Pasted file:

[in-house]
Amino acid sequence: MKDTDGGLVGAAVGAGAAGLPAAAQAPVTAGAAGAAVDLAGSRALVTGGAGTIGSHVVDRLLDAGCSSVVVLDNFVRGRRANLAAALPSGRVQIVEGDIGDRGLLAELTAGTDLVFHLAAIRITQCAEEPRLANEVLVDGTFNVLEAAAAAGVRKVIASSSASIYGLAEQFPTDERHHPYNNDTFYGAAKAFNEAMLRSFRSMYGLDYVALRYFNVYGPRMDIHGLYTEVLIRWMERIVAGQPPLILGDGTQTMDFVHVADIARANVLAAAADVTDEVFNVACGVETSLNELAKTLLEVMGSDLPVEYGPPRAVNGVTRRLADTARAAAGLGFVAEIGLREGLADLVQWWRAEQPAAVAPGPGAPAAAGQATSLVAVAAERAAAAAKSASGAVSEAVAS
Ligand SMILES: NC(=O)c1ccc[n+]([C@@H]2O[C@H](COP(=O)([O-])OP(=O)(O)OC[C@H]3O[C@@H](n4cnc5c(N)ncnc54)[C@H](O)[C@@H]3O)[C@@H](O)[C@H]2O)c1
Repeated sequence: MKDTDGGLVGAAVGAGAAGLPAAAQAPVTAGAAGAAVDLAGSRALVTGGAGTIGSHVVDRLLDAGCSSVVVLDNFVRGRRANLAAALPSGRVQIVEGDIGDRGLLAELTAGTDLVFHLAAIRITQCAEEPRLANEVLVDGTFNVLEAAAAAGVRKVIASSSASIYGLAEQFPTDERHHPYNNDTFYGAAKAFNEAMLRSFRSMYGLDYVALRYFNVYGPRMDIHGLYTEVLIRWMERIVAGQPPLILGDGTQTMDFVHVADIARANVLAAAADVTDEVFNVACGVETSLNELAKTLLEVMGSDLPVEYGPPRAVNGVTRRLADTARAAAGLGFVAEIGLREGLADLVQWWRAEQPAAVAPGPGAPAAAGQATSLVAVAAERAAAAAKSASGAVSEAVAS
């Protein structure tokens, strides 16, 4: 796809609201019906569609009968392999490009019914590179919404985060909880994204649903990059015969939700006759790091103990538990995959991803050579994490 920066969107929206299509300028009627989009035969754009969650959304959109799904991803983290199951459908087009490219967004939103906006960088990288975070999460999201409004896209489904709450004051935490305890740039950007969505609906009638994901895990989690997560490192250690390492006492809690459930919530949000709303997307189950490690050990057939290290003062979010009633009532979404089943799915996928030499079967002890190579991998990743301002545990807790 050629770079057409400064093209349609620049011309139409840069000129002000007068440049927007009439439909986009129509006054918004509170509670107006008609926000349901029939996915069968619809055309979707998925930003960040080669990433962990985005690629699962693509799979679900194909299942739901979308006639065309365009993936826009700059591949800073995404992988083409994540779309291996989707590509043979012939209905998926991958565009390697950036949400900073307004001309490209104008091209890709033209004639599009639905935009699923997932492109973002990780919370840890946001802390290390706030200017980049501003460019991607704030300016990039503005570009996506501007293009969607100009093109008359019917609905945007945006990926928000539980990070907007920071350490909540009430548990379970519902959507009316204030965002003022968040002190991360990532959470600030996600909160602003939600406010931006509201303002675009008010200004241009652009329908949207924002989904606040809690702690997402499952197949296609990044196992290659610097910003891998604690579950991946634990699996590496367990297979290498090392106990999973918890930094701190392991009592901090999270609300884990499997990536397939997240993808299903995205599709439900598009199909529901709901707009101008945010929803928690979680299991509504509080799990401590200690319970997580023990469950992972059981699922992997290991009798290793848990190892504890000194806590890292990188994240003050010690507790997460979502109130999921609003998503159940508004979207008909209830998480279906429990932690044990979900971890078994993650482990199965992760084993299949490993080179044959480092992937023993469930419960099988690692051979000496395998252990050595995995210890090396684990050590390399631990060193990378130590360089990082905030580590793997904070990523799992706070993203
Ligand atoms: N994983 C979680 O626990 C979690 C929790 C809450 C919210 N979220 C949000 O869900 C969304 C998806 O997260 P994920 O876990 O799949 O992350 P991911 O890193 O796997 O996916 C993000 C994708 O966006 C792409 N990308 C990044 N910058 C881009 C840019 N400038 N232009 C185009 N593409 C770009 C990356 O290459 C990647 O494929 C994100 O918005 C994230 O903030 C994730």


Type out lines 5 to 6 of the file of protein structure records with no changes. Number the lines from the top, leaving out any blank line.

């Protein structure tokens, strides 16, 4: 796809609201019906569609009968392999490009019914590179919404985060909880994204649903990059015969939700006759790091103990538990995959991803050579994490 920066969107929206299509300028009627989009035969754009969650959304959109799904991803983290199951459908087009490219967004939103906006960088990288975070999460999201409004896209489904709450004051935490305890740039950007969505609906009638994901895990989690997560490192250690390492006492809690459930919530949000709303997307189950490690050990057939290290003062979010009633009532979404089943799915996928030499079967002890190579991998990743301002545990807790 050629770079057409400064093209349609620049011309139409840069000129002000007068440049927007009439439909986009129509006054918004509170509670107006008609926000349901029939996915069968619809055309979707998925930003960040080669990433962990985005690629699962693509799979679900194909299942739901979308006639065309365009993936826009700059591949800073995404992988083409994540779309291996989707590509043979012939209905998926991958565009390697950036949400900073307004001309490209104008091209890709033209004639599009639905935009699923997932492109973002990780919370840890946001802390290390706030200017980049501003460019991607704030300016990039503005570009996506501007293009969607100009093109008359019917609905945007945006990926928000539980990070907007920071350490909540009430548990379970519902959507009316204030965002003022968040002190991360990532959470600030996600909160602003939600406010931006509201303002675009008010200004241009652009329908949207924002989904606040809690702690997402499952197949296609990044196992290659610097910003891998604690579950991946634990699996590496367990297979290498090392106990999973918890930094701190392991009592901090999270609300884990499997990536397939997240993808299903995205599709439900598009199909529901709901707009101008945010929803928690979680299991509504509080799990401590200690319970997580023990469950992972059981699922992997290991009798290793848990190892504890000194806590890292990188994240003050010690507790997460979502109130999921609003998503159940508004979207008909209830998480279906429990932690044990979900971890078994993650482990199965992760084993299949490993080179044959480092992937023993469930419960099988690692051979000496395998252990050595995995210890090396684990050590390399631990060193990378130590360089990082905030580590793997904070990523799992706070993203
Ligand atoms: N994983 C979680 O626990 C979690 C929790 C809450 C919210 N979220 C949000 O869900 C969304 C998806 O997260 P994920 O876990 O799949 O992350 P991911 O890193 O796997 O996916 C993000 C994708 O966006 C792409 N990308 C990044 N910058 C881009 C840019 N400038 N232009 C185009 N593409 C770009 C990356 O290459 C990647 O494929 C994100 O918005 C994230 O903030 C994730």